Thomas K. Spencer




Thomas K. Spencer was born in Pasco County but resided in Hillsborough County most of his life. He devoted his youthful efforts to the printer's trade and was a pioneer in the newspaper business in Florida. At 15, he enlisted in the Florida Infantry as a drummer boy. He served a year before his superior officers became aware that he was under the required age and sent him home with a military discharge. But with martial spirit he re-enlisted, this time as a blockade runner. He was captured by the enemy and languished in a military prison for seven months. As soon as he was released, he was off again in a cavalry company for the Southern cause. He was the last man in the Confederate service of the state of Florida, having been sent with dispatches and not returning until twenty days after the surrender.

After the war, Spencer returned home and attempted to revive The Florida Peninsular newspaper, would would become the The Tampa Tribune. Under President Cleveland's first administration, Spencer was Collector of Customs, and in 1893 he was elected Sheriff, a position he held for eight years.

As Sheriff, Spencer planned and began the work that stands as one of the monuments of his official career - the system of good roads which have brought Hillsborough County favorable notice and proved of inestimable advantage to its residents.  In office, he was over watchful to his duty, and he executed the important tasks of the public trust with a conscientious regard for its responsibilities.  Levin Armwood, the first black deputy sheriff, worked for Spencer and on May 27, 1895, sheriff Spencer wrote:  "To whom it may concern . . . This is to certify that Levin Armwood is a Deputy Sheriff in and for Hillsborough County and is authorized to carry prisoners to court."  Hillsborough County's Armwood High School was named after Levin Armwood's Daughter, Blanche.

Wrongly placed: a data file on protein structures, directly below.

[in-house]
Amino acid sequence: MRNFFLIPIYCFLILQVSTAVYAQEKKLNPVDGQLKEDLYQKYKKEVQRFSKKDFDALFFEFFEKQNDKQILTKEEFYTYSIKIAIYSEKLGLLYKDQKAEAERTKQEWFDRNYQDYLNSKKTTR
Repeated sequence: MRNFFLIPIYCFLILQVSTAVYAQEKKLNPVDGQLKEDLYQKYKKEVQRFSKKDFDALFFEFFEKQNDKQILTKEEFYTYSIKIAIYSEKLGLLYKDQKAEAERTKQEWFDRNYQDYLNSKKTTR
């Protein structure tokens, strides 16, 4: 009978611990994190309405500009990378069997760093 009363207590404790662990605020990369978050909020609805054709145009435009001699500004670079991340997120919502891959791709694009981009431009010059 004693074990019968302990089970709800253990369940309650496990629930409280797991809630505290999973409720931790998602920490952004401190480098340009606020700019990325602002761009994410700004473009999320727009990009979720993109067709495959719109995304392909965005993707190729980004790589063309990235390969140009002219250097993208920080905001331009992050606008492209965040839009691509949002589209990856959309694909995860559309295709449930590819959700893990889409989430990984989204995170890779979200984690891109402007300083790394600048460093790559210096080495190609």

Because of illness, Spencer retired from public life on January 1, 1901, and was in fact, seriously ill with LaGrippe, which developed into pneumonia. He died on May 6 at the age of 56. In accounts from his obituary, it was noted that "no citizen had done more for the upbuilding of Tampa as he, and he gained the respect and love of its citizens."


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